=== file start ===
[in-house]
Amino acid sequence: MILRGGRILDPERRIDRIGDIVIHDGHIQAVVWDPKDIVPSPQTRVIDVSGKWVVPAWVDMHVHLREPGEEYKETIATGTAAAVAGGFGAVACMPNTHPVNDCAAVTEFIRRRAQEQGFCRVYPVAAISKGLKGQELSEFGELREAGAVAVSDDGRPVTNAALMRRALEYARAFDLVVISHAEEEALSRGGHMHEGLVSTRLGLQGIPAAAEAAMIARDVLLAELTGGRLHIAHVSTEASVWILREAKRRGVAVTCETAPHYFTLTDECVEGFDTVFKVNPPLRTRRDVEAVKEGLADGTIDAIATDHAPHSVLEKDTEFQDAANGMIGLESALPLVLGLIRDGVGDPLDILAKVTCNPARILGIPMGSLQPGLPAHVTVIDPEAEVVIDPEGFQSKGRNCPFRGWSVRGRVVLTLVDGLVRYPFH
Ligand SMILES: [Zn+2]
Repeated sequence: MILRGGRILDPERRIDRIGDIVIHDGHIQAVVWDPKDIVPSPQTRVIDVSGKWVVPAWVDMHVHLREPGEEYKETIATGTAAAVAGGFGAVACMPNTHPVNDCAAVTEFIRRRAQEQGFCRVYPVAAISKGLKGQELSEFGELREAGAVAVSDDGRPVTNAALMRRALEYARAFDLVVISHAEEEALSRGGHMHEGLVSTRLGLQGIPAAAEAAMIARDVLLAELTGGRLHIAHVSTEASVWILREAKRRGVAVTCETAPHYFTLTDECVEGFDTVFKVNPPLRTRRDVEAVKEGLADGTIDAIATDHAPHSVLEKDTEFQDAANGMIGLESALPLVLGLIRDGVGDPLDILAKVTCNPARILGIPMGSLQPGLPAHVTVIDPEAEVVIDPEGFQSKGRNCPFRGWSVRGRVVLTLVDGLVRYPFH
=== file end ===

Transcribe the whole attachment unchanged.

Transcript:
[in-house]
Amino acid sequence: MILRGGRILDPERRIDRIGDIVIHDGHIQAVVWDPKDIVPSPQTRVIDVSGKWVVPAWVDMHVHLREPGEEYKETIATGTAAAVAGGFGAVACMPNTHPVNDCAAVTEFIRRRAQEQGFCRVYPVAAISKGLKGQELSEFGELREAGAVAVSDDGRPVTNAALMRRALEYARAFDLVVISHAEEEALSRGGHMHEGLVSTRLGLQGIPAAAEAAMIARDVLLAELTGGRLHIAHVSTEASVWILREAKRRGVAVTCETAPHYFTLTDECVEGFDTVFKVNPPLRTRRDVEAVKEGLADGTIDAIATDHAPHSVLEKDTEFQDAANGMIGLESALPLVLGLIRDGVGDPLDILAKVTCNPARILGIPMGSLQPGLPAHVTVIDPEAEVVIDPEGFQSKGRNCPFRGWSVRGRVVLTLVDGLVRYPFH
Ligand SMILES: [Zn+2]
Repeated sequence: MILRGGRILDPERRIDRIGDIVIHDGHIQAVVWDPKDIVPSPQTRVIDVSGKWVVPAWVDMHVHLREPGEEYKETIATGTAAAVAGGFGAVACMPNTHPVNDCAAVTEFIRRRAQEQGFCRVYPVAAISKGLKGQELSEFGELREAGAVAVSDDGRPVTNAALMRRALEYARAFDLVVISHAEEEALSRGGHMHEGLVSTRLGLQGIPAAAEAAMIARDVLLAELTGGRLHIAHVSTEASVWILREAKRRGVAVTCETAPHYFTLTDECVEGFDTVFKVNPPLRTRRDVEAVKEGLADGTIDAIATDHAPHSVLEKDTEFQDAANGMIGLESALPLVLGLIRDGVGDPLDILAKVTCNPARILGIPMGSLQPGLPAHVTVIDPEAEVVIDPEGFQSKGRNCPFRGWSVRGRVVLTLVDGLVRYPFH